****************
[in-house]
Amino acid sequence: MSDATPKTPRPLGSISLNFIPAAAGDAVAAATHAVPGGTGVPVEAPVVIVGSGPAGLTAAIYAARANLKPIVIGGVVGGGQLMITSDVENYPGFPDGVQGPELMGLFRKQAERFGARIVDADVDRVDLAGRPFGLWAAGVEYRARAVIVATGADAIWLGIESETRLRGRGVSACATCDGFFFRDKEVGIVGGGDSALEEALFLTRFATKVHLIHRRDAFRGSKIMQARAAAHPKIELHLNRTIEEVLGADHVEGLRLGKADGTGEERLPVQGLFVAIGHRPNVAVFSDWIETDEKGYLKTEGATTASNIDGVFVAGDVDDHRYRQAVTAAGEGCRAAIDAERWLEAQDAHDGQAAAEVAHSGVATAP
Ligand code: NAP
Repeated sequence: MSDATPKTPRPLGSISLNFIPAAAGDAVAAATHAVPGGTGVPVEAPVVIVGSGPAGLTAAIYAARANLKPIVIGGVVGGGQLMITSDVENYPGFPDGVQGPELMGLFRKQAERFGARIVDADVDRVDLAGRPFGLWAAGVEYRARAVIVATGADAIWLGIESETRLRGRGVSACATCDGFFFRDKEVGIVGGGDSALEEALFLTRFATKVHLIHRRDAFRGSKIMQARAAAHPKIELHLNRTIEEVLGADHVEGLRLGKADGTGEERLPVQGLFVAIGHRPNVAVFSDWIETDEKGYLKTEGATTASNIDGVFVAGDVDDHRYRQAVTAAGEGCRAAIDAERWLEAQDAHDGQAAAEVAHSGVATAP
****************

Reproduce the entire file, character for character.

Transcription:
[in-house]
Amino acid sequence: MSDATPKTPRPLGSISLNFIPAAAGDAVAAATHAVPGGTGVPVEAPVVIVGSGPAGLTAAIYAARANLKPIVIGGVVGGGQLMITSDVENYPGFPDGVQGPELMGLFRKQAERFGARIVDADVDRVDLAGRPFGLWAAGVEYRARAVIVATGADAIWLGIESETRLRGRGVSACATCDGFFFRDKEVGIVGGGDSALEEALFLTRFATKVHLIHRRDAFRGSKIMQARAAAHPKIELHLNRTIEEVLGADHVEGLRLGKADGTGEERLPVQGLFVAIGHRPNVAVFSDWIETDEKGYLKTEGATTASNIDGVFVAGDVDDHRYRQAVTAAGEGCRAAIDAERWLEAQDAHDGQAAAEVAHSGVATAP
Ligand code: NAP
Repeated sequence: MSDATPKTPRPLGSISLNFIPAAAGDAVAAATHAVPGGTGVPVEAPVVIVGSGPAGLTAAIYAARANLKPIVIGGVVGGGQLMITSDVENYPGFPDGVQGPELMGLFRKQAERFGARIVDADVDRVDLAGRPFGLWAAGVEYRARAVIVATGADAIWLGIESETRLRGRGVSACATCDGFFFRDKEVGIVGGGDSALEEALFLTRFATKVHLIHRRDAFRGSKIMQARAAAHPKIELHLNRTIEEVLGADHVEGLRLGKADGTGEERLPVQGLFVAIGHRPNVAVFSDWIETDEKGYLKTEGATTASNIDGVFVAGDVDDHRYRQAVTAAGEGCRAAIDAERWLEAQDAHDGQAAAEVAHSGVATAP